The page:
This is the next guest post in a series by Kevin Post. If you want to guest post on Go Backpacking, please read more here.
Upon arriving in Arbil, the dust cleared and gave way to an incredibly strong sun.
It must have been roughly 42ºC (107ºF) that Spring morning in Arbil, but it felt hotter due to the power of the sun beaming down on my black long-sleeved shirt.
I called my host from the driver’s cell phone and he seemed happy that I had arrived.
I hugged my driver goodbye, thanked him for the conversation and began walking. It was a mere five or six blocks from were the driver dropped me off to my host’s house in the north of Arbil
After walking a few blocks, my host’s brother accompanied me to the house.
He didn’t speak a word of English, knew no Turkish and spoke a dialect of Kurdish I wasn’t familiar with called Soranî. “All of that Kurmancî Kurdish for nothing,” I thought slightly joking.
As we arrived to the front door the brother gave me the international ” I don’t have the keys” gesture.
Waiting by the front door with my host’s brother was the best Soranî Kurdish lesson I could ask for. I learned a lot about the alphabet, basic Soranî phrases and how to read the numbers.
After spending nearly a half hour in blazing midday heat practicing Soranî Kurdish, my host finally arrived.
It was strange meeting my host because on the phone he seemed happy that I arrived but meeting him in person he was expressionless as he shook my hand, as if I were causing him a great inconvenience. He let us in the house and offered me some water and left because he had to work outside of town. I greatly appreciated receiving shelter.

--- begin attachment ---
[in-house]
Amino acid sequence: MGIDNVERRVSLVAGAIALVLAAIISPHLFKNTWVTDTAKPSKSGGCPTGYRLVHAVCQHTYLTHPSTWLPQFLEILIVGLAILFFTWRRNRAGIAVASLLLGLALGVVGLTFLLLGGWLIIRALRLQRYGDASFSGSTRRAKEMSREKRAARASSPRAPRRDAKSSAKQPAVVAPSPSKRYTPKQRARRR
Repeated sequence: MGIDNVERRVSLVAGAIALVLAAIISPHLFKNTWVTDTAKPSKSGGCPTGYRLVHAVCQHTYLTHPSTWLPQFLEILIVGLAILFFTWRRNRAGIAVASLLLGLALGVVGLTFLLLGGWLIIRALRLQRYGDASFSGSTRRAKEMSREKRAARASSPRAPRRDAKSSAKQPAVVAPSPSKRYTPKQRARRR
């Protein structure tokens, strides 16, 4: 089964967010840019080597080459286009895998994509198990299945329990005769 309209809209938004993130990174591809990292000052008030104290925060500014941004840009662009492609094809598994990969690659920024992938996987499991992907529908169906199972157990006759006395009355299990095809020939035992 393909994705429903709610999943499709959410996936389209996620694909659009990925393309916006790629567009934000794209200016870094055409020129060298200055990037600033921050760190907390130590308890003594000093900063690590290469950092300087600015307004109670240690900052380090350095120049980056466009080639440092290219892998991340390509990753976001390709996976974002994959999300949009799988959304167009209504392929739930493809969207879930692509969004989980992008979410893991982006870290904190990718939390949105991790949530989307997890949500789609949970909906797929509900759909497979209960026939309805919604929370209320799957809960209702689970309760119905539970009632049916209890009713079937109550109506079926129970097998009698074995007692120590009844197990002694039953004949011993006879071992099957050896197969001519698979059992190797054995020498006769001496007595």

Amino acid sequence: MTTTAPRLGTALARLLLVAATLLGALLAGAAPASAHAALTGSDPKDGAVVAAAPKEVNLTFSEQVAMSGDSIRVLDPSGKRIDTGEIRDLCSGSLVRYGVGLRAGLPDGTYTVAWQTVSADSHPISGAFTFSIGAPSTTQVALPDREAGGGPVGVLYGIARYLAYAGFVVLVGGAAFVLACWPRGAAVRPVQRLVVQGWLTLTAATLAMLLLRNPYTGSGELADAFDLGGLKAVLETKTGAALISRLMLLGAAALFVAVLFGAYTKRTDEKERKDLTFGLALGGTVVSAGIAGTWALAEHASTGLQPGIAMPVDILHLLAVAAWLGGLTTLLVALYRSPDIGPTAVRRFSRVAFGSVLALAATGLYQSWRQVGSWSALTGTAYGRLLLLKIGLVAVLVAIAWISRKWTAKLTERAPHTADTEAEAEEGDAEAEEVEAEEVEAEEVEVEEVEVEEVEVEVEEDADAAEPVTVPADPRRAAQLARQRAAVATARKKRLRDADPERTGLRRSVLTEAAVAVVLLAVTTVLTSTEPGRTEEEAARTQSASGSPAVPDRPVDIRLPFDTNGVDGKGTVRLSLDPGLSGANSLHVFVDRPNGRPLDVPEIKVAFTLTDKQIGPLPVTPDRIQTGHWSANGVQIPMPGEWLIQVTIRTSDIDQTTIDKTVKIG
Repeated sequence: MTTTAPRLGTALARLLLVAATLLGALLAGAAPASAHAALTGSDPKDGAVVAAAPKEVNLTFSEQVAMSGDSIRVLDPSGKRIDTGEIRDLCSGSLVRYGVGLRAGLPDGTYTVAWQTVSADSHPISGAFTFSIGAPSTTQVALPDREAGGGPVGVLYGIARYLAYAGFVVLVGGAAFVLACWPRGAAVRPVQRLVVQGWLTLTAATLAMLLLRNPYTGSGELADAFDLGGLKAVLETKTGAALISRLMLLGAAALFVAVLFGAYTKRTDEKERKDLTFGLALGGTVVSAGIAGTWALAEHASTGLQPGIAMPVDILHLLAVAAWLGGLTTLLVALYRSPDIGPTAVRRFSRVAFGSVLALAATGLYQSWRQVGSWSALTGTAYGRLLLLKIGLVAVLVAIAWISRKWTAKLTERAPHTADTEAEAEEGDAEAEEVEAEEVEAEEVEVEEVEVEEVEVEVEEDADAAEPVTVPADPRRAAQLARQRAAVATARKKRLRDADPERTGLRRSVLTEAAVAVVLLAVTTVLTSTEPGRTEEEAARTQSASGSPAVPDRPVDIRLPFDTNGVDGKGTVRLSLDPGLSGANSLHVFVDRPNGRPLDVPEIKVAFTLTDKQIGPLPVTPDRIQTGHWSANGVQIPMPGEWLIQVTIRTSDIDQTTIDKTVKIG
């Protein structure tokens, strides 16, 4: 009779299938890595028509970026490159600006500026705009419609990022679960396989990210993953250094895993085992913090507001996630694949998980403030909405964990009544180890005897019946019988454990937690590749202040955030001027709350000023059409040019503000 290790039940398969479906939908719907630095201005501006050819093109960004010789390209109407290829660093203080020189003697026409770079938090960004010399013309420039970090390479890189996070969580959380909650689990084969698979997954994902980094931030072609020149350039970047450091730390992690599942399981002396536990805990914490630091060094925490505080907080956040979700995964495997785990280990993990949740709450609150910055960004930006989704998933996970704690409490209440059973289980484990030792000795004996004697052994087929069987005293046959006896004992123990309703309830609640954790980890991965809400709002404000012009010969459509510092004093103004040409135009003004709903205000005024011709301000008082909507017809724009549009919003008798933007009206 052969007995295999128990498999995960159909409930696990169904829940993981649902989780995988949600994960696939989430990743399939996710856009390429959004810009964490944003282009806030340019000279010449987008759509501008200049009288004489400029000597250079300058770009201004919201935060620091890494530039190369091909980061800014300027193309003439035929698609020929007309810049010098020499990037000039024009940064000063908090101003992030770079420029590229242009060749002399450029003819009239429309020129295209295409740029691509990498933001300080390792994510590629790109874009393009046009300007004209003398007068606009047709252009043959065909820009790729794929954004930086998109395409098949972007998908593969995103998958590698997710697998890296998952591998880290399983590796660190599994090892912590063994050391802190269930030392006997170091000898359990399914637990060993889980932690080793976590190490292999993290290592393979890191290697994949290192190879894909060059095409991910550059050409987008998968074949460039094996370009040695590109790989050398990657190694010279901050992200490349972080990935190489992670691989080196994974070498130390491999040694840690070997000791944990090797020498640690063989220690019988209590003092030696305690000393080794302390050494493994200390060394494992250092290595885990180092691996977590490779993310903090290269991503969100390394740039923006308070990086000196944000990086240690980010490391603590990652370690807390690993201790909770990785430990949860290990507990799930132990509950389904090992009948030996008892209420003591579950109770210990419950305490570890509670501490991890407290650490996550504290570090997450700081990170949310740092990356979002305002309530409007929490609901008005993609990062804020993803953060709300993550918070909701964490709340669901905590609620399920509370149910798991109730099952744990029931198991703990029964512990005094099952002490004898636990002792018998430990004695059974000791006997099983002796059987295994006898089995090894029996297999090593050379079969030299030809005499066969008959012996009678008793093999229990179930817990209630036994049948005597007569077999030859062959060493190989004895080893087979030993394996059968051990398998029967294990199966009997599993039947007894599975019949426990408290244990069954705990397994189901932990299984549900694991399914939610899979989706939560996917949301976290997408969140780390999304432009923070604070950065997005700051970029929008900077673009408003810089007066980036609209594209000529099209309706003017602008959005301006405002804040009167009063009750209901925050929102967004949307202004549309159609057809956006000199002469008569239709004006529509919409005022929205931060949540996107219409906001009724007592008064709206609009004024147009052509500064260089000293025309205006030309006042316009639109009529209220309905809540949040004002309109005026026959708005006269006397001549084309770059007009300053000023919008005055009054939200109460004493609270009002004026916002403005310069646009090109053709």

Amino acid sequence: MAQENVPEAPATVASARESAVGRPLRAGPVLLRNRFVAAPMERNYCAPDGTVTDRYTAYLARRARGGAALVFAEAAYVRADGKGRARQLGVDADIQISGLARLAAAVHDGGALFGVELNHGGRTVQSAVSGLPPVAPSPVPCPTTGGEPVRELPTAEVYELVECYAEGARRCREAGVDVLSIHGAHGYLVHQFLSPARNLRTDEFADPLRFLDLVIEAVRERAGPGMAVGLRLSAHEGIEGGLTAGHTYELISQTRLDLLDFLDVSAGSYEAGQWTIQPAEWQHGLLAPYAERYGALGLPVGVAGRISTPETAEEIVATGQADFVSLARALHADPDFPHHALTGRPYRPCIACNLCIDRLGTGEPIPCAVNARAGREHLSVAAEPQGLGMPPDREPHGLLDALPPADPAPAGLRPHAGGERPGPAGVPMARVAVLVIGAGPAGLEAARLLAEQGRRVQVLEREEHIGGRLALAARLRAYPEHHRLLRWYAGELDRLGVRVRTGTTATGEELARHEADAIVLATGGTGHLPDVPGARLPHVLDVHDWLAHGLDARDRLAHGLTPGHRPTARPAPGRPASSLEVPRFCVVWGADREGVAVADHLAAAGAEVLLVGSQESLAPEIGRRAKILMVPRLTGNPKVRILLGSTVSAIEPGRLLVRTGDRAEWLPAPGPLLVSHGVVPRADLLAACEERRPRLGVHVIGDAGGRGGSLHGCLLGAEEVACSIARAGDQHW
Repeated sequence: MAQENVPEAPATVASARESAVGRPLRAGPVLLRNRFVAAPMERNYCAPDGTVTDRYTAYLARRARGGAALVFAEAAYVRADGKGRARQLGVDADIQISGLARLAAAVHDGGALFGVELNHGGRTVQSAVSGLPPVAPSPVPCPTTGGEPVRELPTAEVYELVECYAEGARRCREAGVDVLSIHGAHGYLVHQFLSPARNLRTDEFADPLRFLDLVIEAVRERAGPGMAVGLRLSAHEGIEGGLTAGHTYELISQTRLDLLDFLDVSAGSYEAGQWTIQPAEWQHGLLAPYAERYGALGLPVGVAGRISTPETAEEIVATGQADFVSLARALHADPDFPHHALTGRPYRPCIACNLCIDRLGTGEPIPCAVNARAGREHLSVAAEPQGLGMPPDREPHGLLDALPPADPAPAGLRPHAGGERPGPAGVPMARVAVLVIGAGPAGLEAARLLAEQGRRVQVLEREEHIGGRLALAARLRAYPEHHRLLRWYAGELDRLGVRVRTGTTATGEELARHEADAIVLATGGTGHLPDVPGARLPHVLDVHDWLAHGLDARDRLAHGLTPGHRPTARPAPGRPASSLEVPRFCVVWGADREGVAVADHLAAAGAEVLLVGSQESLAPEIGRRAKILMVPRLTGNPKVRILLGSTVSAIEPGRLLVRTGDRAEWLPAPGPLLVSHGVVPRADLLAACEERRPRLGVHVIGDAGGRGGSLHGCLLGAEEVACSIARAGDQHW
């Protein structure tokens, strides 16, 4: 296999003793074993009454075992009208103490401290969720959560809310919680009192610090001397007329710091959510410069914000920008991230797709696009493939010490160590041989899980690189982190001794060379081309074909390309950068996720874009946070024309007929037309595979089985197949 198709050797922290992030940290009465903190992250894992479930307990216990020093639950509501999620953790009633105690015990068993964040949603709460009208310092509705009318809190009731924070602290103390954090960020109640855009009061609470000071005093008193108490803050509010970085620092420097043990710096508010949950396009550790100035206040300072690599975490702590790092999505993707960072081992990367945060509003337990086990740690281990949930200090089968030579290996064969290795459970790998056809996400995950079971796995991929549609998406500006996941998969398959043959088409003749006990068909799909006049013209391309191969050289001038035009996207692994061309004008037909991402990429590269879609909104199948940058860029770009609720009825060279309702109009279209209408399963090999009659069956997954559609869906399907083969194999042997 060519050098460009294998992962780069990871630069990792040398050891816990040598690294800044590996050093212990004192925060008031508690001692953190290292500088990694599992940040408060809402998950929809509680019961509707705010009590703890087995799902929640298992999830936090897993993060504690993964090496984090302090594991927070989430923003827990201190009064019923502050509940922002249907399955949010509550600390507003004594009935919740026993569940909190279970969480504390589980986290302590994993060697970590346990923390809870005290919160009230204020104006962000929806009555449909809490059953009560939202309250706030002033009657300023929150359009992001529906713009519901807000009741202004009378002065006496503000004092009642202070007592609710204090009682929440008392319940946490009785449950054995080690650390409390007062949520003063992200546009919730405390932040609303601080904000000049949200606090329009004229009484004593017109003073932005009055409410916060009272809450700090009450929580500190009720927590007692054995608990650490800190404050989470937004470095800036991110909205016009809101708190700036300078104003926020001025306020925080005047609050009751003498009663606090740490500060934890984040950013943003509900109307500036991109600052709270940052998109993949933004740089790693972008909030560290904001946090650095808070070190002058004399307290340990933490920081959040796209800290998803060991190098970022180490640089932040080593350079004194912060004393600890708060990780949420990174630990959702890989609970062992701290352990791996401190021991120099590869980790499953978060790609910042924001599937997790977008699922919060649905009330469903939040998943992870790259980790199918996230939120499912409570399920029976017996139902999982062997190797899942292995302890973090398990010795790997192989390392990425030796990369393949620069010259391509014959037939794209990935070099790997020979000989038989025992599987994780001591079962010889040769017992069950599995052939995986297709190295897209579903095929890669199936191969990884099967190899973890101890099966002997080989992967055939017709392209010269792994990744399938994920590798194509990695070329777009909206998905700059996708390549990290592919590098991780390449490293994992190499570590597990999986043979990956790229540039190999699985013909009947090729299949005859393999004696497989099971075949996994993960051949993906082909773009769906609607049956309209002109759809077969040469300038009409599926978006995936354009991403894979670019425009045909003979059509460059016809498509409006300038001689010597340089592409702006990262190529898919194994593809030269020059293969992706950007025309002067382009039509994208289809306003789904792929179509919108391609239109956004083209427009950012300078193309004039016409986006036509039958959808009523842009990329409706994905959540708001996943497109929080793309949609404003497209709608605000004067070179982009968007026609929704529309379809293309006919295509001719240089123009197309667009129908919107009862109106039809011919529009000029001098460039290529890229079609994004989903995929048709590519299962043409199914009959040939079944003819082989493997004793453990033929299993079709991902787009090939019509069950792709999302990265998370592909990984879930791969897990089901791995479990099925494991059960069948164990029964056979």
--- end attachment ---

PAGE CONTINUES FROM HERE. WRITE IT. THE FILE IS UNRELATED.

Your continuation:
The house was three stories and had at least six bedrooms. It turns out that it was a house for an engineering company where they housed their workers.
I unpacked what little I had, and spoke with a Turkish engineer who lived there six months each year.
He greeted me with the friendliness that Turks are famous for, and came off as a very nice older gentleman.
However, he was about to significantly change the way I viewed the Kurdish region of Iraq for the worse.
You see, I arrived in Iraq at a bad time, as Turkey had recently invaded Northern Iraq to attack PKK (Kurdistan Workers’ Party) guerrillas fighting for an autonomous region in Turkey.
This created an atmosphere of fear throughout the region as Turkish special forces bombarded the Quandil Mountains near the boarders of Iran and Turkey.
I spent about an hour listening to him explain how horrible and dangerous Arbil and the rest of Iraqi-Kurdistan was.
He even told me that taking photos of the city could get me jailed. Foolishly, I took his advice, and as a result, I have very few photos to show of my trip to Arbil.
Just like the Turkish soldiers on the Turkish side of the border, he told me that I have a high risk of being killed.
The way he spoke, and the stories he told me, made me fear venturing further into Northeastern Iraq. Shortly afterward, things seemed to go from bad to worse.
TO BE CONTINUED…
Series: The Road to Halabja
- Part I – Border Crossing
- Part II – No Turning Back
- Part III – Arbil Awaits
- Part IV – A Bad Time to Arrive
- Part V – Penniless in Iraq
- Part VI – Should I Stay or Should I Go
- Part VII – A True Muslim
- Part VIII – Iraqi Road Trip
- Part IX – Iraqi Hitchhikers & A Life of Prayers
- Part X – Kurdish Farewell
- Part XI – Smuggler's & Turkey's Loving Embrace
About the Author: Kevin Post currently lives, works and studies in his hometown of Orlando, Florida while working on cultural & linguistic projects on the side, ready to go back on the road again. In his free time, Kevin is dedicated to spending time with his wife Tomasa, learning languages, exploring the places in between, rock climbing and getting outside while finding quality in life along the way. For more information regarding Kevin Post check out his website A Man of No Nation and follow him on Twitter @amanofnonation.